Success doesn’t come from salary alone

Most people base their success on the salary they earn as well as what their job title is, always striving to increase their earnings and work their way up to the most senior position. Yet, as that age-old saying goes, money can’t buy happiness, and a high salary does not necessarily equal success.

As shown by our 2016 Asia Salary Snapshot, people are becoming more and more concerned with other factors aside from salary, such as work-life balance and opportunities for mobility within Asia. We created Links Career Tree in response to these concerns, allowing candidates to plot their career and see where each path will lead them in terms of salary, annual leave and mobility in Asia. (For more information about Links Career Tree, click here.)

There are other, less tangible factors that also contribute to success:

Being challenged.

If you’re content with just plodding along and getting by, then true success is probably not on your agenda. If you’re bored at work and count down the seconds until the end of the day, every day, chances are you aren’t being challenged enough and therefore will lose motivation and ultimately not enjoy your job, making it very hard to be successful.

Being listened to.

When your team or your boss listens to your opinions and values them as a contribution to a project, you have every right to give yourself a pat on the back and feel good about yourself. If what you say goes unnoticed or even ignored, it’s inevitable that you will feel lousy about your role and therefore struggle to be successful.

Being praised.

In life in general, when someone pays you a compliment, you feel pretty good about yourself. When someone says something positive about the way you work, a project you carried out, or a great idea you had, naturally this contributes to making you feel valued and thus successful. When this praise comes from outside of your organisation, whether from a company you have partnered with or just someone who has noticed your contribution, the sense of achievement is even higher.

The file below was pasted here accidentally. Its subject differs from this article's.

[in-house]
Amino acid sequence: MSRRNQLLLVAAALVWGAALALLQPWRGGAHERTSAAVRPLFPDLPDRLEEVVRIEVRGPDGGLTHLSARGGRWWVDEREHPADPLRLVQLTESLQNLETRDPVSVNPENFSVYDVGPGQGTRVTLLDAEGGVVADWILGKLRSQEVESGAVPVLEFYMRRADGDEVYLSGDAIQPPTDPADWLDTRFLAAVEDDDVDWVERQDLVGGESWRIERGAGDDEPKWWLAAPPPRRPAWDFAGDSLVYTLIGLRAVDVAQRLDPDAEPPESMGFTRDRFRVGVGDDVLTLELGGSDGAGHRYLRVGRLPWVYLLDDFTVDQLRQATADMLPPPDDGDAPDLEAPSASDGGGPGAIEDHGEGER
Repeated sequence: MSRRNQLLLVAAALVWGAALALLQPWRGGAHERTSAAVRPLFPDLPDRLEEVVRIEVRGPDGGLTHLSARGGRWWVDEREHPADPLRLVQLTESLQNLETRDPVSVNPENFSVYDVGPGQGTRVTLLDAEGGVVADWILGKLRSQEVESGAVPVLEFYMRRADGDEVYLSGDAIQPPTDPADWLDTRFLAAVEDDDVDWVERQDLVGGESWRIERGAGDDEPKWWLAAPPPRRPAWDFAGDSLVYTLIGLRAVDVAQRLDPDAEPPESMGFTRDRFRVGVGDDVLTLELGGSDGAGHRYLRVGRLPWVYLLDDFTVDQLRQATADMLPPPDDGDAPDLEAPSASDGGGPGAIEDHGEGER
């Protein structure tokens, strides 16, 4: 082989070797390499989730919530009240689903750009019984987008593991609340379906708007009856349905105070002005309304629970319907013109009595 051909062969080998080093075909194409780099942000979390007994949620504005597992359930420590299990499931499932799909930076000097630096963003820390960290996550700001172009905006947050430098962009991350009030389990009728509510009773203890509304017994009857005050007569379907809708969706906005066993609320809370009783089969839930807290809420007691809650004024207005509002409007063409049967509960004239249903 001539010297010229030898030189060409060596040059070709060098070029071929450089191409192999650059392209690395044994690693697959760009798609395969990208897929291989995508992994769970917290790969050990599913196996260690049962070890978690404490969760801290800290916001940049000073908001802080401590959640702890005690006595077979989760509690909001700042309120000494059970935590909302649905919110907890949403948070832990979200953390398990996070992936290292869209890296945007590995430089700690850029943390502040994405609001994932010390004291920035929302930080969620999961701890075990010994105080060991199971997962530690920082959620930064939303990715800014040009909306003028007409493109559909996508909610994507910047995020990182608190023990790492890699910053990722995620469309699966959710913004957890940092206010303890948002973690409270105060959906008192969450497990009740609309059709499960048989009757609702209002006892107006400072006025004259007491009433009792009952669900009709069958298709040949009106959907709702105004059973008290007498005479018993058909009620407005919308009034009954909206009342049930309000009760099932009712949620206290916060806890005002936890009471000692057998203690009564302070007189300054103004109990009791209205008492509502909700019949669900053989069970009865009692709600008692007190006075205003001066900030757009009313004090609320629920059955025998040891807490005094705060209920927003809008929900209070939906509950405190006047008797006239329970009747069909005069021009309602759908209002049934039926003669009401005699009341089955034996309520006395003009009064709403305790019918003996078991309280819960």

Being asked for advice.

If someone is seeking advice from you about something that they themselves aren’t sure of, it means that they see you as an example and value your opinion. You can’t help but feel that if your advice will contribute to someone else’s success, then you must be successful yourself – provided your advice is good, of course!

Being happy.

This is one of the most important contributing factors to success. If you leave your job miserable every day, you’re not happy there and it’s difficult to be motivated when you’re unhappy. Lack of motivation leads to lack of inspiration, meaning you won’t be doing a good job and, therefore, how can you be successful? Given that you spend most of your day at work, you should want to be there; you should leave every day with a smile on your face and look forward to going back the next day with that smile still there. Only then can you be successful.

If reading this post has made you realise that your current situation is unlikely to lead you to be successful, despite your comfortable pay cheque, maybe it’s time to make some changes. Contact one of our recruiters now and let us help take your career to the next level.